CAPRi: An Advanced Analytic Framework for Processing GPM Precipitation Data
As many as 40,000 thunderstorms can occur around the world every day, according to NOAA. Forecasting these storms and other precipitation events globally is one of the most challenging – and most important – missions in NASA’s Earth Observatory portfolio.
In 2018, a group of ESTO-funded researchers developed the Cloud-based Analytical framework for Precipitation Research (CAPRi), a tool for processing data from the Global Precipitation Measurement (GPM) mission more efficiently, ultimately reducing the amount of time it takes for researchers to validate GPM data by a factor of 48.
GPM is an ongoing international space mission led by NASA and the Japanese space agency, JAXA, to provide researchers with real-time descriptions of precipitation events at a global scale. Using data from the GPM Validation network, which uses ground-based radar to validate space-based precipitation measurements, CAPRi successfully trained a collection of machine learning algorithms to validate precipitation data automatically.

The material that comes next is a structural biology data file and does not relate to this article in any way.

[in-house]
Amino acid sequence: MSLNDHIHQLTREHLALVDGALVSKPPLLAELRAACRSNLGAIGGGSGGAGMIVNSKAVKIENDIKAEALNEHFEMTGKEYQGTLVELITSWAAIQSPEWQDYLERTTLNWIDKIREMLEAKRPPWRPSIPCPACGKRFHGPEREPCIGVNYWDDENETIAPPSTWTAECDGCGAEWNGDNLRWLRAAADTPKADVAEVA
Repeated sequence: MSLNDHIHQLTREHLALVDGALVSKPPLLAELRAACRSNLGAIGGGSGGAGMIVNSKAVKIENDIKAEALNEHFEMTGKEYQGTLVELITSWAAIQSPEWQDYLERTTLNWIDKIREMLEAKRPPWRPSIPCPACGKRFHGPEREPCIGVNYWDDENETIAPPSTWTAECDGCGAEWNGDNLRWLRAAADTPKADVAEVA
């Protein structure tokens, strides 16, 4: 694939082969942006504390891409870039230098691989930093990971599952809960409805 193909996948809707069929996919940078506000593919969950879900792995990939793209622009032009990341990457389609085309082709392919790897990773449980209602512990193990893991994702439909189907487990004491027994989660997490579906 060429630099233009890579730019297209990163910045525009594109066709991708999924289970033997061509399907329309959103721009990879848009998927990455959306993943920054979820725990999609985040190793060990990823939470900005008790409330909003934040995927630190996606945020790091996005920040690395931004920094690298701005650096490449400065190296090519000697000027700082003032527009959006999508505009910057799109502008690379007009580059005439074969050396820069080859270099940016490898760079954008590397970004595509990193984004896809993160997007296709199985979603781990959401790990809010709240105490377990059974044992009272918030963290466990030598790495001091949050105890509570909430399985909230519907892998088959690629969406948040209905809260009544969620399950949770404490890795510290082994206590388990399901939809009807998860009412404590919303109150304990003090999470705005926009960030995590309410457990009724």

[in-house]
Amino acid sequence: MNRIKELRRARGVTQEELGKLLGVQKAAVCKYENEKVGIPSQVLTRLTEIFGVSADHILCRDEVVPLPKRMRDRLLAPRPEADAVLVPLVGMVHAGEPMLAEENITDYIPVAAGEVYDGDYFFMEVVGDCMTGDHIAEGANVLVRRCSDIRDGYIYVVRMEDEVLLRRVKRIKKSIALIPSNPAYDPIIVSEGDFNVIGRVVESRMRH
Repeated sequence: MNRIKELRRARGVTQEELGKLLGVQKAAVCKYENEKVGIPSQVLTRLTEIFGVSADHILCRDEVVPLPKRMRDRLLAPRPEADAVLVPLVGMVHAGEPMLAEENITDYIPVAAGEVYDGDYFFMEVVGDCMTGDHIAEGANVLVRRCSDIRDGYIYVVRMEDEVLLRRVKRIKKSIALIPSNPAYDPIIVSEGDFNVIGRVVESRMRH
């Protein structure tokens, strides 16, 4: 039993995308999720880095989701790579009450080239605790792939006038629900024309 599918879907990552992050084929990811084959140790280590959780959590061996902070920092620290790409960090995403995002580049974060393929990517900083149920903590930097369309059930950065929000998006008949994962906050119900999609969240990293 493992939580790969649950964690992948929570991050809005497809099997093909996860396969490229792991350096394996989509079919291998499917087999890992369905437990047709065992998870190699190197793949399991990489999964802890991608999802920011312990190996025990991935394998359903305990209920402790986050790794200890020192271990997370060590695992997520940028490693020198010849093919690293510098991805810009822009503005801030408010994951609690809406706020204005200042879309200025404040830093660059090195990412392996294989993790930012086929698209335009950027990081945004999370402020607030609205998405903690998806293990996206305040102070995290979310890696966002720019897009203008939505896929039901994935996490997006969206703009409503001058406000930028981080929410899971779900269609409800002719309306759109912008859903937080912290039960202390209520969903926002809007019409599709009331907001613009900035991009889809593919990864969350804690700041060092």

In addition to reducing the amount of time it takes for researchers to validate data, CAPRi also increased the spatial resolution of space-based precipitation measurements – an important goal highlighted in the 2010 Decadal Survey.
Whereas previous data processing systems could only achieve about five kilometers per pixel, CAPRi achieved resolutions as fine as approximately one kilometer per pixel.
VISAGE, another ESTO-funded project, paved the way for CAPRi’s success. VISAGE helped researchers use machine learning to process precipitation data gathered during airborne field campaigns, and that work influenced CAPRi’s own collection of convolutional neural networks.
Today, CAPRi continues helping the GPM team validate precipitation data gathered by space-based sensors, but it could someday contribute to other NASA science missions. The same CAPRi analytic framework that trained machine learning algorithms to process precipitation data more efficiently could also train machine learning algorithms to process a wide variety of Earth science data sets.
ESTO’s Advanced Information Systems Technology (AIST) program funded this research.